Intentionally or not, Hopper, Shaw, and Copland gave us “alt” versions of that lousy decade’s mythmaking. New York was not just two cities rich and poor but two cities that we keep alive in our heads—one for those who come to be found by the spotlight, whether the fan dancer from Ohio or the stonemason from Sicily, and another for those who have been bruised by the beast and want to get lost from a rabid capitalism that refuses to retreat with the economy it gutted.

One of the great ironies of the Depression was a contractual agreement between the Rockefeller family and the artist Diego Rivera to create a fresco in the lobby of 30 Rockefeller Plaza—Man at the Crossroads, contrasting capitalism and communism. (I know: What could go wrong?) When Diego refused to remove an image of Lenin, Nelson Rockefeller ordered the half-completed mural to be plastered over in 1933—cancel culture of the newsreel days.

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José Clemente Orozco, Science, Labor, and Art, 1930-31

José Clemente Orozco’s worker-centric frescoes at the New School—featuring both Lenin and Stalin—were finished two years before (and two months before the Empire State Building). But this was a progressive institution with a student choir that did not need to be preached to. When the public at large—the composite of Hopper’s solitary individuals—traversed the Deco lobbies, all they could expect along the lines of inspiration was images of robotic workers paid by the hour to build monuments to rich white men. Although Hopper was opposed to New Deal policies and leaned conservative, you can be excused for thinking that his signature focus on the terrain of life as actually lived was a response to this relentless propaganda of deliverance by machine-era “modern.”

COVID-19 has certainly lived up to the cliché comet of stock magazine illustrations, headed directly toward New York’s tired and frail myth. Our myth is based entirely on risk—for developers fresh off a string of bad deals who nonetheless acquire capital to build (and fail) again, for the wage laboring class mercilessly exploited in those iconic photos, balancing precariously on girders with lunch pails and nonchalance. The fundamental con was that the skyscraper “worker” represented all races and ethnicities because capitalism was tolerant when it came to making a buck. But look at those pictures: they are all white men.

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Myth-makers putting up the Empire State Building in 1930

At the start of New York’s March lockdown, commercial construction work hadn’t stopped and people were asking why. Why was it assumed that putting up 50 floors of luxury apartments was an essential endeavor for mostly Hispanic workers? The Mayor had to be prodded to put a stop on this labor, but it was still workers of color—black and Hispanic—who carried the city through this crisis and took the greatest hits in pain and suffering. After Memorial Day, the nationwide outcry against police assaults on black people tore into our local skyscraper myth because of its enablers within the city’s political machine (left and right, black and white) going back to Tammany. If you’ve taken campaign money from real estate developers, you are supporting institutional racism.

In my part of Manhattan, the week of “looting”-dictated curfew was even stranger than the lockdown in the level of quiet. You could feel the anguish of the doctor’s lamp pulled down over this horrendous undressed wound. I felt even more intensely that sense of surrender Hopper creates in his scenes of humans objectified. His figures feel to us to be living on the margins for mysterious reasons, but as white people they are only on the margins to other white people. The margins in which people of color lived was a beyond that Hopper never approached, even though by 1930, New York City’s black population was more than 325,000, with Harlem the largest black urban community in the United States. And many of Hopper’s white figures have the luxury of space. A single person in an enormous room: alienation or privilege?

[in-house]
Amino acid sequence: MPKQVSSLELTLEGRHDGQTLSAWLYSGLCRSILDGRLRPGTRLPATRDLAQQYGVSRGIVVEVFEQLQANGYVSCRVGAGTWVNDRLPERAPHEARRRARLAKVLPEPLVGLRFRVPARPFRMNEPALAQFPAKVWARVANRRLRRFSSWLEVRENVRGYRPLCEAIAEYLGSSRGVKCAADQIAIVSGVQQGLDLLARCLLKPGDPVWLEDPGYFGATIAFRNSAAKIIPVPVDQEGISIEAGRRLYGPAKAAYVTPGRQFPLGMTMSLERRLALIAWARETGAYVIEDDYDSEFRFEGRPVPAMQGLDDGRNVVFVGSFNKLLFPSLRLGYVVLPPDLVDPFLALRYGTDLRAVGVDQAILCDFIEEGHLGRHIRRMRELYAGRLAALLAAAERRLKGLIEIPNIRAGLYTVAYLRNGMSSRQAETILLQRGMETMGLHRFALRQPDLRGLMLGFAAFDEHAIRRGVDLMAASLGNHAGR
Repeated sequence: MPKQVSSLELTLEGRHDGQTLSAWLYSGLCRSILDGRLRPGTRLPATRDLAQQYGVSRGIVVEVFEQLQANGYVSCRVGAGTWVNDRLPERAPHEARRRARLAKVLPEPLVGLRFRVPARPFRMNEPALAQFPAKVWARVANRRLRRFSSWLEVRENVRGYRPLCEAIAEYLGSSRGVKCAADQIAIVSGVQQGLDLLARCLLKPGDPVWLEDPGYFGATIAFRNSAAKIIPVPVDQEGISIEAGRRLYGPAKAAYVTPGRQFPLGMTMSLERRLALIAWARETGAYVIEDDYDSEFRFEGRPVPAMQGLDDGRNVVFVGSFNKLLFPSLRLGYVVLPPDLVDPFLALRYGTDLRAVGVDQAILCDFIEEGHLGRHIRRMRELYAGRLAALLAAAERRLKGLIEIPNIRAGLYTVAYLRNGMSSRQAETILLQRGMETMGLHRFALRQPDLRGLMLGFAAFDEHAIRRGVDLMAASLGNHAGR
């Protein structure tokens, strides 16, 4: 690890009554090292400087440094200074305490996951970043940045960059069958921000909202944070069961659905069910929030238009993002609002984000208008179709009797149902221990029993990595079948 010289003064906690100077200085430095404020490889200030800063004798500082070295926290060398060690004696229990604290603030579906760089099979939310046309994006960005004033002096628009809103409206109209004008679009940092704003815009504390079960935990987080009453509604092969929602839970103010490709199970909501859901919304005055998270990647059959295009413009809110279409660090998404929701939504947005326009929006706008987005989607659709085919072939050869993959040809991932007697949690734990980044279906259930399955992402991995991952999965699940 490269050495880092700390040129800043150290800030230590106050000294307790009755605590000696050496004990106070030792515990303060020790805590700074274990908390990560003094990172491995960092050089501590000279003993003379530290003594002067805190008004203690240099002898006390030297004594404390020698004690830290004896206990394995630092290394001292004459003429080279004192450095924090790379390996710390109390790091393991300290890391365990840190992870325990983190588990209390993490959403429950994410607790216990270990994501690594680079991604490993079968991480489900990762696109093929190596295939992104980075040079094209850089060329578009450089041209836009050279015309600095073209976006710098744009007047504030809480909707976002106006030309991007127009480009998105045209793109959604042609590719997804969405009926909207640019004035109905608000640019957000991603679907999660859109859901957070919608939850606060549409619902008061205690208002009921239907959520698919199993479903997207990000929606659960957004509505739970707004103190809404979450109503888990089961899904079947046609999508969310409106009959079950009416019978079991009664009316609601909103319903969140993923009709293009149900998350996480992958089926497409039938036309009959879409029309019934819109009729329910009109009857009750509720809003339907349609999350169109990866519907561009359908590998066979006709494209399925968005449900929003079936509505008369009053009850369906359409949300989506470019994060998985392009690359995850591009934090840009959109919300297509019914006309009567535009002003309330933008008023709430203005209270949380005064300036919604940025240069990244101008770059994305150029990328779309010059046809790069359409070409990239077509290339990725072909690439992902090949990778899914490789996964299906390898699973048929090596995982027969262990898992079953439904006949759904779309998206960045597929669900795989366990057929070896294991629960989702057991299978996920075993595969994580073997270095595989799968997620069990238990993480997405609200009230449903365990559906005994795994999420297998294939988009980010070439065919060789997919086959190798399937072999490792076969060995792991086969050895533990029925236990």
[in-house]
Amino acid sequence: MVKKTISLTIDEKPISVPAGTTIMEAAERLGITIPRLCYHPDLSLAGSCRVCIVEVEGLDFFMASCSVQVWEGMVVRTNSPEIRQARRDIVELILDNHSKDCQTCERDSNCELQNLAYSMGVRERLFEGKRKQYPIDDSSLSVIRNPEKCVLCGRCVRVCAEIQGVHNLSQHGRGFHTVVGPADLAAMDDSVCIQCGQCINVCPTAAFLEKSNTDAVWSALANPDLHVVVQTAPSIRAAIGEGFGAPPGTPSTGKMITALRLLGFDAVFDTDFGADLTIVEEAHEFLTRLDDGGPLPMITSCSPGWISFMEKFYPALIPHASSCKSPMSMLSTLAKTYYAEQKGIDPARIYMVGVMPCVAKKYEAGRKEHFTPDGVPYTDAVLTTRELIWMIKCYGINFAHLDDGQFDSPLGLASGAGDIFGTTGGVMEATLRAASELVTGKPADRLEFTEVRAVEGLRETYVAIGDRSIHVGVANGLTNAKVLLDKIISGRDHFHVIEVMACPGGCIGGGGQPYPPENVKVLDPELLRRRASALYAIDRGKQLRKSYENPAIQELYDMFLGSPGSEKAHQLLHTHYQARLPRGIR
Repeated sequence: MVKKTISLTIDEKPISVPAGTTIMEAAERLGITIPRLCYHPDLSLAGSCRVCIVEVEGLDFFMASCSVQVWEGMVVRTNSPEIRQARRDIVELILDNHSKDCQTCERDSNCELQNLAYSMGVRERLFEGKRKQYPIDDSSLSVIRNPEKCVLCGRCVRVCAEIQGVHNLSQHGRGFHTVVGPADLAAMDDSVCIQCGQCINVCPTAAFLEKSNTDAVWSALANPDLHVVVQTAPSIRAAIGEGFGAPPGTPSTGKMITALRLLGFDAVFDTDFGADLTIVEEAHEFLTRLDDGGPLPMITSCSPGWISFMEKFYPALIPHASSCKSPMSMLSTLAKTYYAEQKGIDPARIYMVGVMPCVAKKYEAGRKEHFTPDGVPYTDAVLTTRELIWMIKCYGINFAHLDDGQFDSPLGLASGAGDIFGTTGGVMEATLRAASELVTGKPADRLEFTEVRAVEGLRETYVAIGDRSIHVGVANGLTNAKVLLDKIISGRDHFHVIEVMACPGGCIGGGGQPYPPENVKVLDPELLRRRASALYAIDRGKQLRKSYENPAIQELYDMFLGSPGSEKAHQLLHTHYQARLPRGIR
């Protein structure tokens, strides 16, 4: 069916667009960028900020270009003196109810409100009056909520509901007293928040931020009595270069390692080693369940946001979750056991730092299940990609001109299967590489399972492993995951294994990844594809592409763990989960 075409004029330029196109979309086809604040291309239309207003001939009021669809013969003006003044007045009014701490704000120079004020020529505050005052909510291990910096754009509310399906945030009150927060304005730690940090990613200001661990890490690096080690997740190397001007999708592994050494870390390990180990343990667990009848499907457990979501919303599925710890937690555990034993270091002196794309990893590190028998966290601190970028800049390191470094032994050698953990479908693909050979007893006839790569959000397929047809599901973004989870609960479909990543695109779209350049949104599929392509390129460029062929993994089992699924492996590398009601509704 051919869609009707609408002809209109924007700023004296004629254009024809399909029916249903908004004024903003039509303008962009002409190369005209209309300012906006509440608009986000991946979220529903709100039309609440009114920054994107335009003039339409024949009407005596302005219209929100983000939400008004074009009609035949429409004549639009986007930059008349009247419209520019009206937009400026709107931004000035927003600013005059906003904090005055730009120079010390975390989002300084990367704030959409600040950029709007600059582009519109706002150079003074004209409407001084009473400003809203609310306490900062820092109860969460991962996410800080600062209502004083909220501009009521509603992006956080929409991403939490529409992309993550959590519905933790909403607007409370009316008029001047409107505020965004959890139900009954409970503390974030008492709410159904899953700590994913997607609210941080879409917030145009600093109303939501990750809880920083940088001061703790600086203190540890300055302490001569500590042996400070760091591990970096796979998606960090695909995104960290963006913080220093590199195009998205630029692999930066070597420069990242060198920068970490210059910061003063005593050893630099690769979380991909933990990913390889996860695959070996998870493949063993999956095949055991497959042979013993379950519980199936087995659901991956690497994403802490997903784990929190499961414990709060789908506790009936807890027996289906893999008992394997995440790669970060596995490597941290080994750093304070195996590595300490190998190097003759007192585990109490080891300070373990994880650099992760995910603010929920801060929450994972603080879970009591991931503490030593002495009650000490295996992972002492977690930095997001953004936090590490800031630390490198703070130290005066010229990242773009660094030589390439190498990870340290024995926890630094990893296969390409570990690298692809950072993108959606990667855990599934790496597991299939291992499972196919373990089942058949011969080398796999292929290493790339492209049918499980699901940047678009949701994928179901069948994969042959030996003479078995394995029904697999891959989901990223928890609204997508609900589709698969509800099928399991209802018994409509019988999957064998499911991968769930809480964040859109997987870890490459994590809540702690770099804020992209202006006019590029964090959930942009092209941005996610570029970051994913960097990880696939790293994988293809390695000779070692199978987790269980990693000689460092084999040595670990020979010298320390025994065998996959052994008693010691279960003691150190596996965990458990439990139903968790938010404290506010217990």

For me, the most arresting and unforgettable image of New York’s COVID surge is a Harlem photo by Johannes Eisele. Alisha Narvaez, the manager at International Funeral & Cremation Services, rolls a black-bagged body on a Harlem street to her storefront. Attractive and even alluring in her blue jacket on a dreary rainy day, she pulls the gurney as would a dancer on a stage. Despite the passing yellow cab, there is a benign invisibility to this terrible scene: this is the Hopper tableau of our time.

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Angel in America? Photo by Johannes Eisele

During the COVID part of our crisis, I had no problem drawing parallels with Hopper’s esthetically  appealing images from the twenties and thirties. With the George Floyd part of this bad time, however, I had to question this inclination as a white person and nonessential worker. This examination of conscience made me consider an uncharacteristic work of the artist—Soir Bleu, painted in 1914, after his return to New York from Paris. The canvas depicts an odd assortment of Parisian types in a café setting—a terrace with paper lanterns that you can’t quite place as outdoors or indoors with a painted backdrop. There’s a prostitute and a working-class man who may be her pimp; there’s a well-dressed bourgeois couple. At the center table we see the backs of a military man with fringed epaulets and another who looks like a seafaring Van Gogh; they are facing but not looking at a Pierrot-like clown with a cigarette dangling from his painted mouth.

What’s eerily modern about this painting is that the clown in white-face is looking down at something in his hands that is obscured by objects on the table—and you can’t help think it’s a phone. Everyone is different and separate; they have no visible affinity aside from being white people in an urban, cosmopolitan setting. This painting captures what should be our greatest fear—that we, like Melania Trump, really don’t care. That we—static, frozen, walled off—are incapable of “fellow-feeling.” That we are in fact the very antithesis of America’s fellow-feeler laureate, Walt Whitman. If the Brooklyn boy Whitman contained “multitudes,” these figures seem to contain even less than one. Quiet city indeed. §